Interocular rivalry revealed in the human cortical blind-spot representation

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To understand conscious vision, scientists must elucidate how the brain selects specific visual signals for awareness. When different monocular patterns are presented to the two eyes, they rival for conscious expression such that only one monocular image is perceived at a time1,2. Controversy surrounds whether this binocular rivalry reflects neural competition among pattern representations or monocular channels3,4. Here we show that rivalry arises from interocular competition, using functional magnetic resonance imaging of activity in a monocular region of primary visual cortex corresponding to the blind spot. This cortical region greatly prefers stimulation of the ipsilateral eye to that of the blind-spot eye. Subjects reported their dominant percept while viewing rivalrous orthogonal gratings in the visual location corresponding to the blind spot and its surround. As predicted by interocular rivalry, the monocular blind-spot representation was activated when the ipsilateral grating became perceptually dominant and suppressed when the blind-spot grating became dominant. These responses were as large as those observed during actual alternations between the gratings, indicating that rivalry may be fully resolved in monocular visual cortex. Our findings provide the first physiological evidence, to our knowledge, that interocular competition mediates binocular rivalry, and indicate that V1 may be important in the selection and expression of conscious visual information.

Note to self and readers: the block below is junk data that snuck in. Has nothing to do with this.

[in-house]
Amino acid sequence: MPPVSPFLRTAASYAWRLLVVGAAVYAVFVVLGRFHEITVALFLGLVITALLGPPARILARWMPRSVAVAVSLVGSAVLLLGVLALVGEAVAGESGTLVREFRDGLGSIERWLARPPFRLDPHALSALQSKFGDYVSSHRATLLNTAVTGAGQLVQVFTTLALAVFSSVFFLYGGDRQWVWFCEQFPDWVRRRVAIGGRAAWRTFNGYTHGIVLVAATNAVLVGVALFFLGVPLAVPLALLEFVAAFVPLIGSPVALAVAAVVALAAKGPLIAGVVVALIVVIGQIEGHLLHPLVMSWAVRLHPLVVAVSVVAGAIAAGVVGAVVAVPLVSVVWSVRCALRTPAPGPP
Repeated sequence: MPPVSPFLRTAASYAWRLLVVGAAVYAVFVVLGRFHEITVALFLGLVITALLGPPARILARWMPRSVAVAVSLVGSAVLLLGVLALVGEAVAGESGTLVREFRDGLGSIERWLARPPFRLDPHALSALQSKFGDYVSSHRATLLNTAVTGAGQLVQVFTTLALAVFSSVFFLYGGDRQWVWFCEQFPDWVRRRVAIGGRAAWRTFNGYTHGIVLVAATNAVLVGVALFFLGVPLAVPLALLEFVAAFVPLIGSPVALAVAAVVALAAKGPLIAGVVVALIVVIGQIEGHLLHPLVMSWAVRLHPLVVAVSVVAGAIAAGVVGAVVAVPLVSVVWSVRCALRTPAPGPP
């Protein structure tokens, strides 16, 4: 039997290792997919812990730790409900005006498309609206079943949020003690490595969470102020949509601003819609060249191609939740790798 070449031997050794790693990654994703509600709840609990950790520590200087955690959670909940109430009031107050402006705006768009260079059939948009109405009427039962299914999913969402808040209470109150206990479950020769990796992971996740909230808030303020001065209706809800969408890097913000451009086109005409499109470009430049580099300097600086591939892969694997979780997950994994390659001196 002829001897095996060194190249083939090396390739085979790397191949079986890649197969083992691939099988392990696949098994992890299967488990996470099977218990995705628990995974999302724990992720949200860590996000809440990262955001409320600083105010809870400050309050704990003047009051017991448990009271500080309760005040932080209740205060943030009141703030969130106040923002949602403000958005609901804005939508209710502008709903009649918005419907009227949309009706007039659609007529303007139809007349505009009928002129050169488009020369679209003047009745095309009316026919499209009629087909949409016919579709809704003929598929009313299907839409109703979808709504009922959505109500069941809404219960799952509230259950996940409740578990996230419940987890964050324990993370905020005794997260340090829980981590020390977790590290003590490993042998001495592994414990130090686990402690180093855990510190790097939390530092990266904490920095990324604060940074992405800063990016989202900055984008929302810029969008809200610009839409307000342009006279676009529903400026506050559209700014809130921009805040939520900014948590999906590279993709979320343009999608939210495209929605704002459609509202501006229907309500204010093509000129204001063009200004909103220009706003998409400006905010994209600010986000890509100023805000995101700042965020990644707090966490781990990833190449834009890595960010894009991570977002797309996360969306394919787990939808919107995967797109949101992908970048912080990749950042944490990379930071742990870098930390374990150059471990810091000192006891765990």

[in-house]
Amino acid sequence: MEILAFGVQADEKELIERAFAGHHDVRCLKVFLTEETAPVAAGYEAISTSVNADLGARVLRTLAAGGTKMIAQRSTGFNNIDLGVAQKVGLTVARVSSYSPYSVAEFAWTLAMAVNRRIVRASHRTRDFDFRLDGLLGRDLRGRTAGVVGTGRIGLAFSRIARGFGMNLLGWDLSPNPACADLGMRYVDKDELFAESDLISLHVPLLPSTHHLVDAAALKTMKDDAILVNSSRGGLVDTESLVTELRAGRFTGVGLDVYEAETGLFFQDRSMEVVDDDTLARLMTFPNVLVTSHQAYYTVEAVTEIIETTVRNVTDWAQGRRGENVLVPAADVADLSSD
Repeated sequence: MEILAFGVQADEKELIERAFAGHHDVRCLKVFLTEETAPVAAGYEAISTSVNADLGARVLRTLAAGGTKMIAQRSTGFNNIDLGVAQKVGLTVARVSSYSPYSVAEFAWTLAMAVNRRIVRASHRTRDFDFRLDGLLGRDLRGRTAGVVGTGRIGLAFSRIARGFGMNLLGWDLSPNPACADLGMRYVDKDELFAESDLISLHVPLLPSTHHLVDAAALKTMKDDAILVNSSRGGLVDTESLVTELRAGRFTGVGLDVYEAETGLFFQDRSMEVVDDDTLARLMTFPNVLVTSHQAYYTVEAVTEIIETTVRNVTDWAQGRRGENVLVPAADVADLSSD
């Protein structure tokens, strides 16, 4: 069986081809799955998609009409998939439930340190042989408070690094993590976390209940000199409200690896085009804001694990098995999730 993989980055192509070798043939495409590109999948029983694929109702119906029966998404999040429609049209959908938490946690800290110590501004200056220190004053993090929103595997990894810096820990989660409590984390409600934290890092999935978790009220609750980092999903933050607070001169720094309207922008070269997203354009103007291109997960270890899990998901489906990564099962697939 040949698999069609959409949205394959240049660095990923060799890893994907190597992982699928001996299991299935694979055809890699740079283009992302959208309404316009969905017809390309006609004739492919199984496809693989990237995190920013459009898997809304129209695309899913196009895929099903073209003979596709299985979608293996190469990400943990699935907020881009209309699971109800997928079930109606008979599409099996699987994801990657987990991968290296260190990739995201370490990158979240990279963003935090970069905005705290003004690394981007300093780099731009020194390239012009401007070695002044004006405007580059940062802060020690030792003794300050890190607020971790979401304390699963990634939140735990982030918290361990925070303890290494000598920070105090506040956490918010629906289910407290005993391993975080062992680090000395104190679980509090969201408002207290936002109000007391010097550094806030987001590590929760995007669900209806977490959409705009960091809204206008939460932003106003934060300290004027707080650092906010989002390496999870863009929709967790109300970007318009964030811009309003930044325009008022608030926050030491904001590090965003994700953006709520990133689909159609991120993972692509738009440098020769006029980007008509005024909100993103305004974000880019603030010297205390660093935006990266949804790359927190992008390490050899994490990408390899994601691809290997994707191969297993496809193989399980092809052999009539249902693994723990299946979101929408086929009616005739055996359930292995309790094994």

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Figure 1: Localization of the V1 blind-spot representation.
Figure 2: Binocular rivalry and stimulus alternation tasks.
Figure 3: MRI activity during rivalry and stimulus alternation.
Figure 4: MRI response amplitudes for rivalry versus stimulus alternation.


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We thank A. Seiffert and K. Nakayama for comments on this manuscript; D. Tran for research assistance; and J. Mazziotta, M. Cohen, the UCLA Brain Mapping Medical Organization, the Ahmanson Foundation, the Pierson-Lovelace Foundation, the Tamkin Foundation, and the Jennifer Jones-Simon Foundation for support. This research was funded by a McDonnell-Pew Grant in Cognitive Neuroscience and by the National Institutes of Health.

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Correspondence to Frank Tong.

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